There is this danger in belief: it makes you feel that you know the truth. And because it makes you feel that you know the truth, this becomes the greatest barrier in the search. Believe or disbelieve and you are blocked – because disbelief is also nothing but belief in a negative form.
The Catholic believes in God, the communist believes in no God: both are believers. Go to Kaaba or go to the Comintern, go to Kailash or to the Kremlin, it is all the same. The believer believes it is so, the nonbeliever believes it is not so. And because both have already settled without taking the trouble to go and discover it, the deeper is their belief, the stronger is their belief, the greater is the barrier. They will never go on a pilgrimage, there is no point. They will live surrounded by their own illusion, self-created, self-sustained; it may be consoling, but it is not liberating. Millions of people are wasting their lives in belief and disbelief.
The inquiry into truth begins only when you drop all believing. You say, “I would like to encounter the truth on my own. I will not believe in Christ and I will not believe in Buddha. I would like to become a christ or a buddha myself, I would like to be a light unto myself.”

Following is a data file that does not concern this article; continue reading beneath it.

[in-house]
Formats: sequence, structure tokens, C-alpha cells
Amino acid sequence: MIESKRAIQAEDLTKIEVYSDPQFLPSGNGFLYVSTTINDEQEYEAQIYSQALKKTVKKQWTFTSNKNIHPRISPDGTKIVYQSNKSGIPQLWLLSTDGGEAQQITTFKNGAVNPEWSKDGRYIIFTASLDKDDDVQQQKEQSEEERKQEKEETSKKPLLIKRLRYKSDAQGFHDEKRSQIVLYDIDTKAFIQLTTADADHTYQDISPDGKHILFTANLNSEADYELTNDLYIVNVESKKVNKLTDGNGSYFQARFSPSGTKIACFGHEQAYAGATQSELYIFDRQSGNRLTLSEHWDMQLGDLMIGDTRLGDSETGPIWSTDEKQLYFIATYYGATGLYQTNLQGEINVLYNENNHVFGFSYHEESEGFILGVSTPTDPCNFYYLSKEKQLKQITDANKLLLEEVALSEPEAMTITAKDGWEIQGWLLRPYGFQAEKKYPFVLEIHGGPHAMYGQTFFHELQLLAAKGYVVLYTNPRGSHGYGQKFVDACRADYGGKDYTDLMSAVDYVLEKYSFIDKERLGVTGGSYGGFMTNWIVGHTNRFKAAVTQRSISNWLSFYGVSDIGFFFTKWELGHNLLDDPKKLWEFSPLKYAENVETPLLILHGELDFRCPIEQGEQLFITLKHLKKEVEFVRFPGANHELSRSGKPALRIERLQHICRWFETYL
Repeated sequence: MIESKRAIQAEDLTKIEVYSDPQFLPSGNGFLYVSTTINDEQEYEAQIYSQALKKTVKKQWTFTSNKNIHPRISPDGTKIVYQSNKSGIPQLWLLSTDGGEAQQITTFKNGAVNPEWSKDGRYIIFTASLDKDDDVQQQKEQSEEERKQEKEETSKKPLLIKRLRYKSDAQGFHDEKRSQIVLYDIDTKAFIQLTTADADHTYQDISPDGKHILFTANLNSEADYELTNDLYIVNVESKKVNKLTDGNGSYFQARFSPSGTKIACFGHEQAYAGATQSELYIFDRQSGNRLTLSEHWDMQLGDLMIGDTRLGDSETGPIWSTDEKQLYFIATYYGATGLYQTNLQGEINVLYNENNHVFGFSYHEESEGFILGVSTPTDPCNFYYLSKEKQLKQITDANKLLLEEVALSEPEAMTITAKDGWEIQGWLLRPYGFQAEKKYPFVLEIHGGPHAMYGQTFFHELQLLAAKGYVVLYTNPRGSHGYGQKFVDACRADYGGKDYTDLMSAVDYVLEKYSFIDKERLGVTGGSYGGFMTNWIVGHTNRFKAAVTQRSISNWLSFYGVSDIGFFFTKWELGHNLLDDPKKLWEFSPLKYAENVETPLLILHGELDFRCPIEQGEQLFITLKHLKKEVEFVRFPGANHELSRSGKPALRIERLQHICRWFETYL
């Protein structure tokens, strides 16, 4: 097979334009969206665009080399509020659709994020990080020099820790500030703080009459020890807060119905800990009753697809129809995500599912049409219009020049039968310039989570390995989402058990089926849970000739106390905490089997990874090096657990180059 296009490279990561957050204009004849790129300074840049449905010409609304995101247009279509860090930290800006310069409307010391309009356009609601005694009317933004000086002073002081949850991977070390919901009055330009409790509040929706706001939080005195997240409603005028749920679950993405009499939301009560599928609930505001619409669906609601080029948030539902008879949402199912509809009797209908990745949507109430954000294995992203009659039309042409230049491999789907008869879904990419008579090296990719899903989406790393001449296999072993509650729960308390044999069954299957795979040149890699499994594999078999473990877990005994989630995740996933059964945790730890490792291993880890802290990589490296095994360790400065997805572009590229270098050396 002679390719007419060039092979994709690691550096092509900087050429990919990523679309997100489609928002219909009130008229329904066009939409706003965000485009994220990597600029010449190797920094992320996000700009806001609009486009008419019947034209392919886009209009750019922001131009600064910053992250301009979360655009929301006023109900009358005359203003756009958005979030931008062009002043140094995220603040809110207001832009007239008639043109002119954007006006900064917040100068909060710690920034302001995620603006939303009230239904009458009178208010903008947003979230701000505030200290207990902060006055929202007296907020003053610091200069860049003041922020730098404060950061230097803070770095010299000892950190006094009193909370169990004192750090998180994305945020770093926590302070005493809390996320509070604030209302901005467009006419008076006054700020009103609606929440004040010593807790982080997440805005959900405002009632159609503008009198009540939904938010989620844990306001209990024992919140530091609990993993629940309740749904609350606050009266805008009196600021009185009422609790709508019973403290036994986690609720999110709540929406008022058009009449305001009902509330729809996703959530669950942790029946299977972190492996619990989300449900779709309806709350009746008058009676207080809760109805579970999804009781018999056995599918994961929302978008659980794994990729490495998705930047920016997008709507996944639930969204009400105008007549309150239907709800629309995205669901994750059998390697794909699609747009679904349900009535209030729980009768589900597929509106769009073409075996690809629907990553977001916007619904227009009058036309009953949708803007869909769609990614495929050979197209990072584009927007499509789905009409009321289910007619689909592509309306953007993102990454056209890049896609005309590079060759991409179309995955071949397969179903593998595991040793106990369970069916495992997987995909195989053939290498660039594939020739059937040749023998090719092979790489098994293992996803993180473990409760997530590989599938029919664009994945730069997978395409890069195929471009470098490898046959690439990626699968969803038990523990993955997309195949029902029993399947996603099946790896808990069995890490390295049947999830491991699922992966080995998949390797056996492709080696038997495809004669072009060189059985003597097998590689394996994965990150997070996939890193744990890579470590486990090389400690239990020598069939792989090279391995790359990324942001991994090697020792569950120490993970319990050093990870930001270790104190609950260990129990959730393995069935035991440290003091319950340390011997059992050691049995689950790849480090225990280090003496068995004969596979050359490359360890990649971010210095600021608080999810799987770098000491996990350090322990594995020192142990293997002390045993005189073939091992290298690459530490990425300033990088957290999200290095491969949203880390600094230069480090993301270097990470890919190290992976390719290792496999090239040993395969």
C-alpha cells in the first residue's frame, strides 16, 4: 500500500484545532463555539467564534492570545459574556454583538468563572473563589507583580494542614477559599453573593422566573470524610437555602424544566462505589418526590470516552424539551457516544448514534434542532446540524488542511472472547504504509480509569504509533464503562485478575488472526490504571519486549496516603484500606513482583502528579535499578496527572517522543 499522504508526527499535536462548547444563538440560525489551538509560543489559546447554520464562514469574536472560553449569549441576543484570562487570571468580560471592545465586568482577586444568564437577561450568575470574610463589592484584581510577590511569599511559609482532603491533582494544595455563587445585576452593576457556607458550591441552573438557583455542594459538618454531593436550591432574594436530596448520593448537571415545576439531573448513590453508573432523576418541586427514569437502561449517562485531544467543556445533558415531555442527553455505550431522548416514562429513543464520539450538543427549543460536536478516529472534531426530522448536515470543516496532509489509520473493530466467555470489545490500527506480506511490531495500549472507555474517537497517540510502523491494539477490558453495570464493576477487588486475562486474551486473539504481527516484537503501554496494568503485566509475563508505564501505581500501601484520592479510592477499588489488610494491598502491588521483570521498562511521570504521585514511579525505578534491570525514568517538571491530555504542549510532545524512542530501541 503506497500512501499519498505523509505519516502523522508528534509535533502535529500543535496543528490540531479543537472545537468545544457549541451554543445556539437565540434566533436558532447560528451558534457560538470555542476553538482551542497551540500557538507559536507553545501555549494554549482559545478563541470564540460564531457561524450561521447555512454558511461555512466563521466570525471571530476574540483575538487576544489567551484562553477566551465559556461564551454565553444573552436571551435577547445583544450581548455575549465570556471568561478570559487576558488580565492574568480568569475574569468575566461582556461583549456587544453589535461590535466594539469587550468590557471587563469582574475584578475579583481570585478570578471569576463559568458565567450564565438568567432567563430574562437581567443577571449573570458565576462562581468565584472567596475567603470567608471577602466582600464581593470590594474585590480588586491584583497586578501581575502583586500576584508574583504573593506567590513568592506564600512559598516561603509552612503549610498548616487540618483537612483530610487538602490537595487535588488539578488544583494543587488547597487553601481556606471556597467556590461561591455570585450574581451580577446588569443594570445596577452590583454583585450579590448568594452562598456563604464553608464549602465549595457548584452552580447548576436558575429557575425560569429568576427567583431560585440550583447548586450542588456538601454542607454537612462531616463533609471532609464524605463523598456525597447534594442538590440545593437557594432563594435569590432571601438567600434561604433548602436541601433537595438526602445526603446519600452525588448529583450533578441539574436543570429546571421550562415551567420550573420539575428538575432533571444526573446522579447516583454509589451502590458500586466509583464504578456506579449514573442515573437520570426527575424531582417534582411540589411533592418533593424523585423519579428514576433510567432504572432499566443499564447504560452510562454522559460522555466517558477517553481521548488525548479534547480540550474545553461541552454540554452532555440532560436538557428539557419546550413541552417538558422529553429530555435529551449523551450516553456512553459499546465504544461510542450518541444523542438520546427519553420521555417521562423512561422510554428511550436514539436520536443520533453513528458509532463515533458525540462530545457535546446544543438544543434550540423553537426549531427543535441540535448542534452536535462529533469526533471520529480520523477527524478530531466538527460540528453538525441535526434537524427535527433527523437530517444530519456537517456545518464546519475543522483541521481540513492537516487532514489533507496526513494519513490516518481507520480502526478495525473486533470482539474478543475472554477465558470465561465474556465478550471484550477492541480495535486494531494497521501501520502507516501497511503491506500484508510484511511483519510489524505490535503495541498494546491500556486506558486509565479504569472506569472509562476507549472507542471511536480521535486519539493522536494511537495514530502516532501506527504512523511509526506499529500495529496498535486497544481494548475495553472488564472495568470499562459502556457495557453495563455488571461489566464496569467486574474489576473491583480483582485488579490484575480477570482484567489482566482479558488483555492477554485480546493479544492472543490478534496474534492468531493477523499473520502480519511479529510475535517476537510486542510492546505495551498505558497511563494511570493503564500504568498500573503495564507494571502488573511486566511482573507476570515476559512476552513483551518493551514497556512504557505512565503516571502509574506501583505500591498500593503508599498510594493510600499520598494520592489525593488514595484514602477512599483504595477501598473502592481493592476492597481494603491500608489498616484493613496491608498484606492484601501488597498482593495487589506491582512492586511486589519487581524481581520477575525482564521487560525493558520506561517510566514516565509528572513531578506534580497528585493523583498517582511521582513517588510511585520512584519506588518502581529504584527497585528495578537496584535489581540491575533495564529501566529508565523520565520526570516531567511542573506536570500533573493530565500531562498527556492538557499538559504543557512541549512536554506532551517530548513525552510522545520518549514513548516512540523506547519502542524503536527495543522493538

Why should one be a Christian? It is ugly. Be a christ if you can be, but don’t be a Christian. Be a buddha if you have any respect for yourself, but don’t be a Buddhist. The Buddhist believes. Buddha knows.
When you can know, when knowing is possible, why settle for believing? But again, the society would like you to believe, because believers are good people, obedient, law-abiding. They follow all formalities and etiquette, they are never trouble-makers. They simply follow the crowd, whichever crowd they happen to be in; they simply go with the crowd. They are not real men, they are sheep. Humanity has not yet arrived.
Somebody once said to George Bernard Shaw, “What do you think about civilization?”
He said, “It is a good idea. Somebody should try it.”
It has not yet been tried. Humanity is still arriving; we are still groping between animality and humanity. We are in limbo: man has to be born, man has to be given birth to; we have to prepare the ground for man to appear.